Perceived organisational reputation in South Africa’s public sector : employees’ narrative accounts.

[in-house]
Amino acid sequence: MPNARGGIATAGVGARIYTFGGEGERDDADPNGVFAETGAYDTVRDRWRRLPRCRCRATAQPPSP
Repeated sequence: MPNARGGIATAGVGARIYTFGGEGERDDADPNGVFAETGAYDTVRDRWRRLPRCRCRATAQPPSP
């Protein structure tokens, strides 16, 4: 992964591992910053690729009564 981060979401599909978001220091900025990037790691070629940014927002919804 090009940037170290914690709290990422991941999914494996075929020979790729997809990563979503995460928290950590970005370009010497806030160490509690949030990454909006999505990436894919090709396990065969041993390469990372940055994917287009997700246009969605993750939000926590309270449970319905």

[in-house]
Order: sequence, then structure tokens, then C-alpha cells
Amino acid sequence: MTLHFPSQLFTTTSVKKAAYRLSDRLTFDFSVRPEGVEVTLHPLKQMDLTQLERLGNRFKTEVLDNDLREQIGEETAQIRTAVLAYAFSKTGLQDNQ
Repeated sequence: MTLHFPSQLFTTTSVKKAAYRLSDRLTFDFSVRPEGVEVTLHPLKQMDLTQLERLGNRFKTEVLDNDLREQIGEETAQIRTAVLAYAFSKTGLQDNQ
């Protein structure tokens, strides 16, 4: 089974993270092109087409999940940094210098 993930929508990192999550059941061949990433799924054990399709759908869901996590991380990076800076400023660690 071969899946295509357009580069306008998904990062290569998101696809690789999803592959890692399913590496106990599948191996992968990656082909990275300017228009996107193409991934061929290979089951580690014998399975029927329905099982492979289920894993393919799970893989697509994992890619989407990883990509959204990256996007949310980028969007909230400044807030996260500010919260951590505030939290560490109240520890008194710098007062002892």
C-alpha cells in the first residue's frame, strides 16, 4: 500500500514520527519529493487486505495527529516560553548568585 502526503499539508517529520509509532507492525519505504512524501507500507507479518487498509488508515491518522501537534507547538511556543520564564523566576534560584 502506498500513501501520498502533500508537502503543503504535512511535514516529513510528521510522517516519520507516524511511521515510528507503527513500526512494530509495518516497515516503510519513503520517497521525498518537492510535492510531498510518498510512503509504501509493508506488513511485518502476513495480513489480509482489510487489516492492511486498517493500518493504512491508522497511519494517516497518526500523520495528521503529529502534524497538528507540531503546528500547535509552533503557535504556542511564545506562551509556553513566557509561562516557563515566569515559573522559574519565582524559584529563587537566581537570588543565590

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This study explored employees’ perceived organisational reputation at the City of Johannesburg. Perceived organisational reputation refers to how employees believe others outside the organisation view them because of their association with their organisation. A positive perceived organisational reputation is a powerful indicator of the strength of employees’ identification with their organisation. Furthermore, employees are the bedrock of organisational reputations, and are critical to their sustained success. Ostensibly, given South Africa’s tumultuous public sector legacy, democratic transition issues, and the numerous challenges that it currently faces, employees’ perceived organisational reputation, and hence organisational identification with their employer, has potentially been compromised. The aim of this study was to elucidate South African public sector employees’ subjective experiences and perceptions of their organisational reputation – the ‘perceived organisational reputation’. This was done in order to determine whether there were any gaps that needed to be addressed in this regard so as to cultivate and sustain their roles as credible custodians and lodestars of their public sector reputation. Fifteen participants from the City of Johannesburg, from both support services and customer-interfacing departments, participated in in-depth, narrative interviews. These were analysed using the Voice-Centred Relational Method, originally developed by Brown, Gilligan and their colleagues (Brown, Dacin, Pratt & Whetten, 1991; Brown & Gilligan, 1991). The participants were invited to relate a narrative of a time when they were involved in an incident that made them feel like the reputation of their organisation was under threat. The participants expressed a very negative perceived organisational reputation, which had consequences for their organisational identification, personal identities and self-esteem. They relayed a number of troubling reasons for this, including a perceived leadership void, and perceived corruption and unethical practices that had taken hold of the City of Johannesburg. Furthermore, employees’ negative perceived organisational reputation resulted in ‘conflicted selves’ at the City, and they therefore struggled with their connection to the City, due to factors like feeling ‘silenced’ in the organisation; experiencing judgment from their social circles because of their organisational affiliation; and battling to traverse the complex boundary between being the community and serving the community. However, these threats to their organisational identification were tempered by the enduring pride that the participants continued to experience in spite of the organisational obstacles they encountered, and a deep sense of hope that bound them to being part of South Africa’s progress as public sector employees.